Though many European science shops get at least minimal federal funding, often channeled through a host university, their U.S. counterparts are largely independent of the federal research and development enterprise.
Research needs of communities "tend to be very problem oriented," observes Loka board member Daryl Chubin of the National Science Foundation (NSF) in Arlington, Va. Moreover, he points out that while community concerns tend to be small and multidisciplinary, federal research agencies prefer to focus on "big problems that come neatly packaged by discipline."
Sclove sees another reason for science shops’ low visibility to funders. "Only the producers of science and technology get representation in R&D policy decisions," he says. "It is a bizarre aberration of the democratic process." Putting more money into community-based research could help redress the inequity, Sclove believes.
In fact, "we have been dithering around trying to figure out what the post–Cold War [federal] research agenda should be," observes Anne C. Petersen, senior vice president for programs at the W.K. Kellogg Foundation in Battle Creek, Mich. "Many have been arguing that there’s a great need to focus on societal issues. I can’t think of a better way to do that than to invest in community-based research," she says.
Indeed, she’d like to see for community research the creation of "something analogous to the agricultural extension service."
Chubin thinks U.S. universities should also consider making support for science shops an explicit part of their mission. Because every university is part of its local community, he says, "One might ask, how it is serving that community?" At a minimum, he argues, it should consider making its staff available to the public.
An advantage of a strong university tie for science shops is the credibility it can confer, says Gabriele Bammer of the Australian National University in Canberra. It’s something she learned the hard way as a founder of Australia’s first science shop—a $20,000 venture that lasted just 27 months.
"Starting a science shop is not that hard," she maintains, "because there’s often seed money available." The challenge is securing its future. The center her team started in Canberra tried to remain independent of a university. In retrospect, she says, "I think if we were tied to the university, we would have looked more respectable to funding agencies." Certainly, she says, "If we were foolish enough to try and start something like this again, we’d look for bigger grants" and higher-profile projects—ones that could be widely publicized upon completion.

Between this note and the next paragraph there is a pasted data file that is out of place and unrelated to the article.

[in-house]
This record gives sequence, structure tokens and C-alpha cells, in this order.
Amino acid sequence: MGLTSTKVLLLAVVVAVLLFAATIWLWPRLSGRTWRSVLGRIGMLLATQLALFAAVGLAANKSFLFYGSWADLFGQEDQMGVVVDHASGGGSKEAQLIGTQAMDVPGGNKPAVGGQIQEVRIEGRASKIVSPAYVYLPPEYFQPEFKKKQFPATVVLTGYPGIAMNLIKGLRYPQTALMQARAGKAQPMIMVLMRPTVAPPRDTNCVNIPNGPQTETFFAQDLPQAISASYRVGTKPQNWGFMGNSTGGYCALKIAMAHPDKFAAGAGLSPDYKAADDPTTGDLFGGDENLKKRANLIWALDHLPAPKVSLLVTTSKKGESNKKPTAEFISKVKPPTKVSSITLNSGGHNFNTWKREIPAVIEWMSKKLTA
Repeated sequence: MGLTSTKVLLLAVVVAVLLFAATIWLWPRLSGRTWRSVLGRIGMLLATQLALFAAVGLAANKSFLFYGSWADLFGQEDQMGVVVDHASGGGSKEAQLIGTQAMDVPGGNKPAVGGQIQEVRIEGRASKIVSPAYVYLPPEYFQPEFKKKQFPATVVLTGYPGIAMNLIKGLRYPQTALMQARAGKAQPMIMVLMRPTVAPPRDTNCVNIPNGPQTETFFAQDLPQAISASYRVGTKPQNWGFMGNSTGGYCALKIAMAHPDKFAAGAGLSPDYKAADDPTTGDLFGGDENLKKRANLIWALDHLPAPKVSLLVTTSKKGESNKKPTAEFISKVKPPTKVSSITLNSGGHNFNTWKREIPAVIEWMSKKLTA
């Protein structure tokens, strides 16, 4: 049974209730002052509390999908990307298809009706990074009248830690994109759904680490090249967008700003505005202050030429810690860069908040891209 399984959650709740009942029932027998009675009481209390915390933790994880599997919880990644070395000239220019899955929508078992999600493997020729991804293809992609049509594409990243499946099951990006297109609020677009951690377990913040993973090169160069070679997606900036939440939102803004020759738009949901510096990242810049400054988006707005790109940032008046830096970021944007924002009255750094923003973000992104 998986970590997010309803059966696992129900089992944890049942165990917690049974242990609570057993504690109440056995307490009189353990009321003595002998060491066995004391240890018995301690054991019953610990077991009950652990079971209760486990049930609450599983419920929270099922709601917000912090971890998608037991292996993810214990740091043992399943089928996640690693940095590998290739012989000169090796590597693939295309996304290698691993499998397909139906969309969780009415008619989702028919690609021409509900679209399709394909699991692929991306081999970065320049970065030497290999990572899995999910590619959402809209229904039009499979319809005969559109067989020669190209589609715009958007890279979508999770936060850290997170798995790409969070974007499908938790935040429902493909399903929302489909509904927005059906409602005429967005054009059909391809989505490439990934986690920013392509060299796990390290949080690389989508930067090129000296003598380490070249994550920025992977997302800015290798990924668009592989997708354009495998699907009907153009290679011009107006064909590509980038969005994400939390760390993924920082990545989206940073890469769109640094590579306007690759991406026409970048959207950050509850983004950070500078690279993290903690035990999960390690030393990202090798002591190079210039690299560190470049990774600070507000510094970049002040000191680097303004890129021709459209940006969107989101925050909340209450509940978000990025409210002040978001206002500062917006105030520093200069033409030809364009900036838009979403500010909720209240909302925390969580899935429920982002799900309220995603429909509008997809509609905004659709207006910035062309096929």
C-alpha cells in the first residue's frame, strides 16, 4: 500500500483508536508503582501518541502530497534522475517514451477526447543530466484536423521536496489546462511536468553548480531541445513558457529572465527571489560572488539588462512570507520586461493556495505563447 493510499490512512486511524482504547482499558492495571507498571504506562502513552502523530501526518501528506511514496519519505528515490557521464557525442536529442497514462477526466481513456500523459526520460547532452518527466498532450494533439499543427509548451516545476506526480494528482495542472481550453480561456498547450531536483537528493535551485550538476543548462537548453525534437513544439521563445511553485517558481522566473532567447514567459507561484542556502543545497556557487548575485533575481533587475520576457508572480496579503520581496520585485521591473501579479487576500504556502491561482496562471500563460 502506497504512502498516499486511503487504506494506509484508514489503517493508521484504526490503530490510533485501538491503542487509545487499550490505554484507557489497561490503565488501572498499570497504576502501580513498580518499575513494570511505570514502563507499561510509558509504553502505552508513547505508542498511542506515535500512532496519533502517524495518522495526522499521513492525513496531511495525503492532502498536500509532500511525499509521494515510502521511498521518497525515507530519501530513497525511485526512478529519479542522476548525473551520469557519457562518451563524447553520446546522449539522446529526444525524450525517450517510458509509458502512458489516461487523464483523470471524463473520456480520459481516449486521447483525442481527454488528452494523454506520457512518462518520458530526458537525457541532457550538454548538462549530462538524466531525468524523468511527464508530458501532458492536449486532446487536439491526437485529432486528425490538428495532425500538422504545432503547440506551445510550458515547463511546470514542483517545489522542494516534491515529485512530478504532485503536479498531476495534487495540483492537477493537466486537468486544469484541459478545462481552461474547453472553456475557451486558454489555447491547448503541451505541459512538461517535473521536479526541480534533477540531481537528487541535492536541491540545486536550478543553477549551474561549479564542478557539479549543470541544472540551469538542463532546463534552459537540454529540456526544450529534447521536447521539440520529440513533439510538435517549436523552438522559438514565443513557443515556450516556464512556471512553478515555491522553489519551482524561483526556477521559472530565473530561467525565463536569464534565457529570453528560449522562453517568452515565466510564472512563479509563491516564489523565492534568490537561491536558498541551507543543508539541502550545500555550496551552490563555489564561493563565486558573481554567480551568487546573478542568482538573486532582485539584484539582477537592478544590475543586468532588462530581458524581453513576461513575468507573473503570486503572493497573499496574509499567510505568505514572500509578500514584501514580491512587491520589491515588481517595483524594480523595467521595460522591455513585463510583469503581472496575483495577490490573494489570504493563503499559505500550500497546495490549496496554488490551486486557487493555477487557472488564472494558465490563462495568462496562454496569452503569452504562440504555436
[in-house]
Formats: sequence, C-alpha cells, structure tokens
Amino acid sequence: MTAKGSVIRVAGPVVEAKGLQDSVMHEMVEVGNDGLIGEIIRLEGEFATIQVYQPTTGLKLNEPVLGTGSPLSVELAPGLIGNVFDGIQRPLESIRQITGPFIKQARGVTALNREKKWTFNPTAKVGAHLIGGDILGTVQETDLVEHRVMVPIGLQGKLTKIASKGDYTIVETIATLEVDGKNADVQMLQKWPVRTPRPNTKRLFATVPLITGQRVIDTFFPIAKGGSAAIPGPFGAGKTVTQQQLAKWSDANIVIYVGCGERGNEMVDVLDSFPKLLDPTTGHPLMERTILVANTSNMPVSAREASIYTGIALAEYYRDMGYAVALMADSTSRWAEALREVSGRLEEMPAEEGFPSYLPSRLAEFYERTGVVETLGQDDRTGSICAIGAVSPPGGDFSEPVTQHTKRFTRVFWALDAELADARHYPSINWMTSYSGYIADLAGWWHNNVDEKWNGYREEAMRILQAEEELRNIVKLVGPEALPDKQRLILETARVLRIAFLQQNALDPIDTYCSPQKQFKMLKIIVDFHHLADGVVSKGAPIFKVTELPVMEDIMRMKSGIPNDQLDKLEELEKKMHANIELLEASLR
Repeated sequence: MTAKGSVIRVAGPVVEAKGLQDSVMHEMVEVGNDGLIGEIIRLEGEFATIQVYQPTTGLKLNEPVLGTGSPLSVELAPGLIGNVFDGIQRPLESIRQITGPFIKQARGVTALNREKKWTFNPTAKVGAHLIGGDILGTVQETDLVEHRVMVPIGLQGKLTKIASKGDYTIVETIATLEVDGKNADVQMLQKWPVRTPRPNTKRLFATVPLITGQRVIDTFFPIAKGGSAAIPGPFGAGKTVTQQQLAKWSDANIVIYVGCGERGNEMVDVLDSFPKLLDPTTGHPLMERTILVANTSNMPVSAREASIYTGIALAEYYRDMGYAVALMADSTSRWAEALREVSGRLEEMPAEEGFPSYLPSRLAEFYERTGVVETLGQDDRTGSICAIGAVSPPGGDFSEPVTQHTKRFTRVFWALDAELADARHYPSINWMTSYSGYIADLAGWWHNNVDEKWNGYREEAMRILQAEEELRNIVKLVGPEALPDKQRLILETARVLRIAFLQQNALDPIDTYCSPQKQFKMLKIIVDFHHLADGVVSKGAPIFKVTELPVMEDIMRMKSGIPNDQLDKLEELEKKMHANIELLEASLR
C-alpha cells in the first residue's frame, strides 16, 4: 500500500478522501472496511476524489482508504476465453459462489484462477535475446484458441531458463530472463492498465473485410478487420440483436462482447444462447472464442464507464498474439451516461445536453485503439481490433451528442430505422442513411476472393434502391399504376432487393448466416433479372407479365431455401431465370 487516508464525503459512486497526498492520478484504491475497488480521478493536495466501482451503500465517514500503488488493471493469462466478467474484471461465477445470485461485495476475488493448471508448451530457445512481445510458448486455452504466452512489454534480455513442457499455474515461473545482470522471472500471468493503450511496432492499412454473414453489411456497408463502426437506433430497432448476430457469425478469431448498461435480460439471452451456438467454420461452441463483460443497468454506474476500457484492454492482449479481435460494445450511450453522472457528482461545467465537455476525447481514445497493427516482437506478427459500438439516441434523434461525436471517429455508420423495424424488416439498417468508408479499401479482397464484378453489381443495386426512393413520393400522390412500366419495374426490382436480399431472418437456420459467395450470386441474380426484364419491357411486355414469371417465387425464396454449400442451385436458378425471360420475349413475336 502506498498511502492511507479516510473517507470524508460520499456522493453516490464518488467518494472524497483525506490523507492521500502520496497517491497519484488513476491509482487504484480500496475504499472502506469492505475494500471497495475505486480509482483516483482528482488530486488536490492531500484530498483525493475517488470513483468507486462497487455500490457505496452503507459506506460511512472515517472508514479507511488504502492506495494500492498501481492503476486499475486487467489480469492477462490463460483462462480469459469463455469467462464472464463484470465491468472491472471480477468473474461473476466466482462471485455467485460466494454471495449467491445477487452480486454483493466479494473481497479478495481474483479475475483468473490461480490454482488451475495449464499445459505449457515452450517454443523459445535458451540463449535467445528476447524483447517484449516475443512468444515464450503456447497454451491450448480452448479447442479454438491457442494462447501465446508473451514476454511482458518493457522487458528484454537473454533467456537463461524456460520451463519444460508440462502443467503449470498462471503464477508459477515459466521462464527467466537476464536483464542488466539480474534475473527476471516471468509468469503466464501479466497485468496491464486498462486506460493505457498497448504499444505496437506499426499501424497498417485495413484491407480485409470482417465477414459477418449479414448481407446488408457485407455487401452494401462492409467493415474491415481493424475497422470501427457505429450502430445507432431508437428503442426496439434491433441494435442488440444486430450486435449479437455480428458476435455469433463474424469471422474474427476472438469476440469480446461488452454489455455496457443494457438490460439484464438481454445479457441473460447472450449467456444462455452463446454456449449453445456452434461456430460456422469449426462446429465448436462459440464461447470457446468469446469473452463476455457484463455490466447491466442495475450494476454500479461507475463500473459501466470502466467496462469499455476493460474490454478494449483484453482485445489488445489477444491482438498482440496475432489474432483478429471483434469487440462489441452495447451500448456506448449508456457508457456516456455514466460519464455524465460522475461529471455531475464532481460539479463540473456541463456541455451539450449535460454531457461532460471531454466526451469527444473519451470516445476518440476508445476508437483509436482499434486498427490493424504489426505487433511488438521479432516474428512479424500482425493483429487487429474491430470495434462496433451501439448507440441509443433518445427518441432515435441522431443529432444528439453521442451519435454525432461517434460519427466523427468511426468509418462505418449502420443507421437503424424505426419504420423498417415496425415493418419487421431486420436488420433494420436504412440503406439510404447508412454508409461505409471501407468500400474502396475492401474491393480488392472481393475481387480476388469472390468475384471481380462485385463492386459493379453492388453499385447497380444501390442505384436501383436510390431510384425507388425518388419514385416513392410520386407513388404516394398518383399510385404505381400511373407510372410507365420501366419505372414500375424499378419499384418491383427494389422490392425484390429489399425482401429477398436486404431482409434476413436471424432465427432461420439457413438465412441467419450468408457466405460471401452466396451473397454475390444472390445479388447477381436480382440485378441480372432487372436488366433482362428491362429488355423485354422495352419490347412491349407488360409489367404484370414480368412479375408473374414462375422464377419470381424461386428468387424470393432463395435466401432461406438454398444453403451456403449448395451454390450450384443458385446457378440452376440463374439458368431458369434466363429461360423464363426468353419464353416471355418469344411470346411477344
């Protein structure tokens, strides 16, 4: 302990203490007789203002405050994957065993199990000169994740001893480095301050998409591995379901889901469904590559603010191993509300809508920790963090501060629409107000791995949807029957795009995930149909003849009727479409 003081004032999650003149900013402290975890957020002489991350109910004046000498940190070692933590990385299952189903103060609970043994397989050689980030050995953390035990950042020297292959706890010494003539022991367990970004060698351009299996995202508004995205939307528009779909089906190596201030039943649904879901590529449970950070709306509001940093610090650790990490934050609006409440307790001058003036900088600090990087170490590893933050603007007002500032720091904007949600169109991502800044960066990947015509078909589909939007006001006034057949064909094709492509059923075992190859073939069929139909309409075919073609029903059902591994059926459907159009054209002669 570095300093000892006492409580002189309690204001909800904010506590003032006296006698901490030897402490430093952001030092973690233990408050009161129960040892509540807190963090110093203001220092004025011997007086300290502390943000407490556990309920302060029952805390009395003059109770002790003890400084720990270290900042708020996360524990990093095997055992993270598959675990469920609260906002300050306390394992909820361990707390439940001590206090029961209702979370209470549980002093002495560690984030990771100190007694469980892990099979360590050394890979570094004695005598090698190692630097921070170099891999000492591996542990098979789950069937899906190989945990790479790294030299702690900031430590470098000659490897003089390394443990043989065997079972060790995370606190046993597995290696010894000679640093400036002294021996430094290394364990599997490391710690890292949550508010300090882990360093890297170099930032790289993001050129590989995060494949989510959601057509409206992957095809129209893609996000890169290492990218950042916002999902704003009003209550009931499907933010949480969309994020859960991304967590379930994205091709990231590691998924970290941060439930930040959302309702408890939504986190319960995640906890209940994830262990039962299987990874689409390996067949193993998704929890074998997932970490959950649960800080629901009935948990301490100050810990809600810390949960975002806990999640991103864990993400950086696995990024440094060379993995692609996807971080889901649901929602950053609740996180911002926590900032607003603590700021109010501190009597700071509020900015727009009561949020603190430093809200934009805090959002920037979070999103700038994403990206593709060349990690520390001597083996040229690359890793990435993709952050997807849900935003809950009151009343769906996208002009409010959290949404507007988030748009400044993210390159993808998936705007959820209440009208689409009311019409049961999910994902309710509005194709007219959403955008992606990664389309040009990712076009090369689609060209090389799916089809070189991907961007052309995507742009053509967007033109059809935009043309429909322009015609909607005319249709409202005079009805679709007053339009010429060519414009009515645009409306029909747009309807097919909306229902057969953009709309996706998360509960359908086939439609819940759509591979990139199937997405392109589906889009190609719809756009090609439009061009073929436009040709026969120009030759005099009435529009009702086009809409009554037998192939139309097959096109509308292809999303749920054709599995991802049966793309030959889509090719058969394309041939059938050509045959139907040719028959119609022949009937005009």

These are lessons Bernstein, of Chicago’s Center for Neighborhood Technology, learned long ago. He is now working on a three-city project in conjunction with the Federal National Mortgage Association (see sidebar).
Sclove says networking science shops could be the most important lesson of all. "Once they begin sharing such hard-won experience, they won’t have to make the same mistakes."
From Science News, Vol. 154, No. 19, November 7, 1998, p. 298.
Copyright Ó 1998 by Science Service.
Bammer, G., et al. 1992. Right idea, wrong time: The Wisenet Science Shop 1988-90. Prometheus 10(December):300.
Sclove, R.E., M.L. Scammell, and B. Holland. 1998. Community-Based Research in the United States. Amherst, Mass.: The Loka Institute.
Cordes C. 1998. Community-based projects help scholars build public support. Chronicle of Higher Education 45(Sept. 18):A37.
______. 1998. How community-based research changed a professor’s career. Chronicle of Higher Education 45(Sept. 18):A39.
Harr, H. 1996. A Civil Action. New York: Vintage Books/Random House.
Mulder, H., et al. 1996. Knowledge influences/influenced. Proceedings of the Dutch Science Shops National Conference. May. Netherlands. Available at http://www.fwn.rug.nl/chemshop/ldeng.html.
Ree, K. 1996. Science shops in the Netherlands, success or survival? Seminar Democracy and Knowledge. November. Copenhagen. Information available at http://www.fwn.rug.nl/chemshop/kopen.html.
Roush, W. 1996. U.S. joins "science shop" movement. Science 273(Aug. 2):572.
Sclove, R.E. 1998. Better approaches to science policy. Science 279(Feb. 27):1283
______. 1995. Putting science to work in communities. Chronicle of Higher Education XLI(March 31):B1.
Australian National University
National Centre for Epidemiology and Population Health
Canberra ACT 0200
Center for Neighborhood Technology
2125 West North Avenue
Chicago, IL 60647
National Science Foundation
4201 Wilson Boulevard
Arlington, VA 22230
Richard W. Clapp
JSI Center for Environmental Research
44 Farnsworth Street
Boston, MA 02210
Andrew N. Cohen
San Francisco Estuary Institute
180 Richmond Field Station
1325 South 46th Street
Richmond, CA 94804
Alaskan Boreal Forest Council
P.O. Box 84530
Fairbanks, AK 99708-4530
Michael S. Jorgensen
Technical University of Denmark
Department of Technology and Social Sciences
The Loka Institute
P.O. Box 355
Amherst, MA 01004-0355 USA
Web site: www.loka.org
Henk A.J. Mulder
University of Groningen
Department of Chemistry
9747 AG Groningen
Anne C. Peterson
W.K. Kellogg Foundation
One Michigan Avenue East
Battle Creek, MI 49008
Childhood Cancer Research Institute
P.O. Box 309
Worcester, MA 01602
The Science Shop
Technical University of Denmark
Department of Technology and Social Sciences
Richard E. Sclove
The Loka Institute
P.O. Box 355
Amherst, MA 01004-0355 USA